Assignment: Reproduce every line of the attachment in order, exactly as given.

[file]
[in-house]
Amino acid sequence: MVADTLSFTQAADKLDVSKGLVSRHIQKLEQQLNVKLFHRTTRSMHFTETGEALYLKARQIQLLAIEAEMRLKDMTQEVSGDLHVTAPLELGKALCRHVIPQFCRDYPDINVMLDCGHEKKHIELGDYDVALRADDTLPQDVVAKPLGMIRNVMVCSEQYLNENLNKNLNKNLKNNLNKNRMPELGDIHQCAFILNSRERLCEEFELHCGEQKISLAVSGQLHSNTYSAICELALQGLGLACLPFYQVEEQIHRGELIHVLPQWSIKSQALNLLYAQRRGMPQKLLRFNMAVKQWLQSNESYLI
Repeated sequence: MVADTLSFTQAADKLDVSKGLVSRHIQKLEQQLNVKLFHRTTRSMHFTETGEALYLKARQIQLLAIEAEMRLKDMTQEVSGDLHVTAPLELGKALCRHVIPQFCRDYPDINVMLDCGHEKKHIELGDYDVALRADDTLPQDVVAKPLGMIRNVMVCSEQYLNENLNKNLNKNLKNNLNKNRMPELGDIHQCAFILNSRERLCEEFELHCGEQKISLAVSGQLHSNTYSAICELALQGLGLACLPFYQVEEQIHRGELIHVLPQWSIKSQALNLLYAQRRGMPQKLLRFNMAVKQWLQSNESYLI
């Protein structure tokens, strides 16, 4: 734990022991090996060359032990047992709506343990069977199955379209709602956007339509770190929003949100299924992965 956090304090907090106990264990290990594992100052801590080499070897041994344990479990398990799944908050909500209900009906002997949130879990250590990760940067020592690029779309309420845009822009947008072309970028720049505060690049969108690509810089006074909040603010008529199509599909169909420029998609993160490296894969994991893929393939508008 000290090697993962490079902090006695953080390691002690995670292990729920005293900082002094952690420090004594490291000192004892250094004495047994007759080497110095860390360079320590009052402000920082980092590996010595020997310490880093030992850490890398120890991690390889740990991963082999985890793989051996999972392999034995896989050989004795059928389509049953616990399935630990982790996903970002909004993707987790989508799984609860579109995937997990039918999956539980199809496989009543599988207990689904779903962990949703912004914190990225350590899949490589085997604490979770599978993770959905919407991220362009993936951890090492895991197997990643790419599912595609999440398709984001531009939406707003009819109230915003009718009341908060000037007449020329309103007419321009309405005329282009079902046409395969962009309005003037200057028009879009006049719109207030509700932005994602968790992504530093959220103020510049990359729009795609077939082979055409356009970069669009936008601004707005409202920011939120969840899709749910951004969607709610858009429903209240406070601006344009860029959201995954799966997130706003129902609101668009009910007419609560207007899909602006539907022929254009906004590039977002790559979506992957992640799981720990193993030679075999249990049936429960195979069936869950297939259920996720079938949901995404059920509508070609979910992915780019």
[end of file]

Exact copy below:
[in-house]
Amino acid sequence: MVADTLSFTQAADKLDVSKGLVSRHIQKLEQQLNVKLFHRTTRSMHFTETGEALYLKARQIQLLAIEAEMRLKDMTQEVSGDLHVTAPLELGKALCRHVIPQFCRDYPDINVMLDCGHEKKHIELGDYDVALRADDTLPQDVVAKPLGMIRNVMVCSEQYLNENLNKNLNKNLKNNLNKNRMPELGDIHQCAFILNSRERLCEEFELHCGEQKISLAVSGQLHSNTYSAICELALQGLGLACLPFYQVEEQIHRGELIHVLPQWSIKSQALNLLYAQRRGMPQKLLRFNMAVKQWLQSNESYLI
Repeated sequence: MVADTLSFTQAADKLDVSKGLVSRHIQKLEQQLNVKLFHRTTRSMHFTETGEALYLKARQIQLLAIEAEMRLKDMTQEVSGDLHVTAPLELGKALCRHVIPQFCRDYPDINVMLDCGHEKKHIELGDYDVALRADDTLPQDVVAKPLGMIRNVMVCSEQYLNENLNKNLNKNLKNNLNKNRMPELGDIHQCAFILNSRERLCEEFELHCGEQKISLAVSGQLHSNTYSAICELALQGLGLACLPFYQVEEQIHRGELIHVLPQWSIKSQALNLLYAQRRGMPQKLLRFNMAVKQWLQSNESYLI
């Protein structure tokens, strides 16, 4: 734990022991090996060359032990047992709506343990069977199955379209709602956007339509770190929003949100299924992965 956090304090907090106990264990290990594992100052801590080499070897041994344990479990398990799944908050909500209900009906002997949130879990250590990760940067020592690029779309309420845009822009947008072309970028720049505060690049969108690509810089006074909040603010008529199509599909169909420029998609993160490296894969994991893929393939508008 000290090697993962490079902090006695953080390691002690995670292990729920005293900082002094952690420090004594490291000192004892250094004495047994007759080497110095860390360079320590009052402000920082980092590996010595020997310490880093030992850490890398120890991690390889740990991963082999985890793989051996999972392999034995896989050989004795059928389509049953616990399935630990982790996903970002909004993707987790989508799984609860579109995937997990039918999956539980199809496989009543599988207990689904779903962990949703912004914190990225350590899949490589085997604490979770599978993770959905919407991220362009993936951890090492895991197997990643790419599912595609999440398709984001531009939406707003009819109230915003009718009341908060000037007449020329309103007419321009309405005329282009079902046409395969962009309005003037200057028009879009006049719109207030509700932005994602968790992504530093959220103020510049990359729009795609077939082979055409356009970069669009936008601004707005409202920011939120969840899709749910951004969607709610858009429903209240406070601006344009860029959201995954799966997130706003129902609101668009009910007419609560207007899909602006539907022929254009906004590039977002790559979506992957992640799981720990193993030679075999249990049936429960195979069936869950297939259920996720079938949901995404059920509508070609979910992915780019």